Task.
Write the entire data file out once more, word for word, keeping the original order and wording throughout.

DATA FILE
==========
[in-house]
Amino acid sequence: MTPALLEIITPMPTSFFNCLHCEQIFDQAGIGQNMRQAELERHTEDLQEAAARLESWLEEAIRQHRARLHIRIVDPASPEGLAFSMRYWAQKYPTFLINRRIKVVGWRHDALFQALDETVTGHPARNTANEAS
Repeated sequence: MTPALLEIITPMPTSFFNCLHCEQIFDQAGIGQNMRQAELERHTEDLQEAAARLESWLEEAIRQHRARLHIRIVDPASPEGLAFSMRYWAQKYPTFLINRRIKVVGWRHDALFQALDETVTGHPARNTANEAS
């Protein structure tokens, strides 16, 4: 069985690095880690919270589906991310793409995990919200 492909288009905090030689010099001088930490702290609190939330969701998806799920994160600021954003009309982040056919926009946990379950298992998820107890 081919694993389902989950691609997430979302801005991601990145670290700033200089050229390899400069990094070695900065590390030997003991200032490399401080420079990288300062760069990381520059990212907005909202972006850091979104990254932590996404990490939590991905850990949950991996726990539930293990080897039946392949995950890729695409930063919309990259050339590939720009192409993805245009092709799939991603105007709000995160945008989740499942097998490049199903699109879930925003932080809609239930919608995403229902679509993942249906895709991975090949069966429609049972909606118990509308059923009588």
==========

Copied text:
[in-house]
Amino acid sequence: MTPALLEIITPMPTSFFNCLHCEQIFDQAGIGQNMRQAELERHTEDLQEAAARLESWLEEAIRQHRARLHIRIVDPASPEGLAFSMRYWAQKYPTFLINRRIKVVGWRHDALFQALDETVTGHPARNTANEAS
Repeated sequence: MTPALLEIITPMPTSFFNCLHCEQIFDQAGIGQNMRQAELERHTEDLQEAAARLESWLEEAIRQHRARLHIRIVDPASPEGLAFSMRYWAQKYPTFLINRRIKVVGWRHDALFQALDETVTGHPARNTANEAS
């Protein structure tokens, strides 16, 4: 069985690095880690919270589906991310793409995990919200 492909288009905090030689010099001088930490702290609190939330969701998806799920994160600021954003009309982040056919926009946990379950298992998820107890 081919694993389902989950691609997430979302801005991601990145670290700033200089050229390899400069990094070695900065590390030997003991200032490399401080420079990288300062760069990381520059990212907005909202972006850091979104990254932590996404990490939590991905850990949950991996726990539930293990080897039946392949995950890729695409930063919309990259050339590939720009192409993805245009092709799939991603105007709000995160945008989740499942097998490049199903699109879930925003932080809609239930919608995403229902679509993942249906895709991975090949069966429609049972909606118990509308059923009588």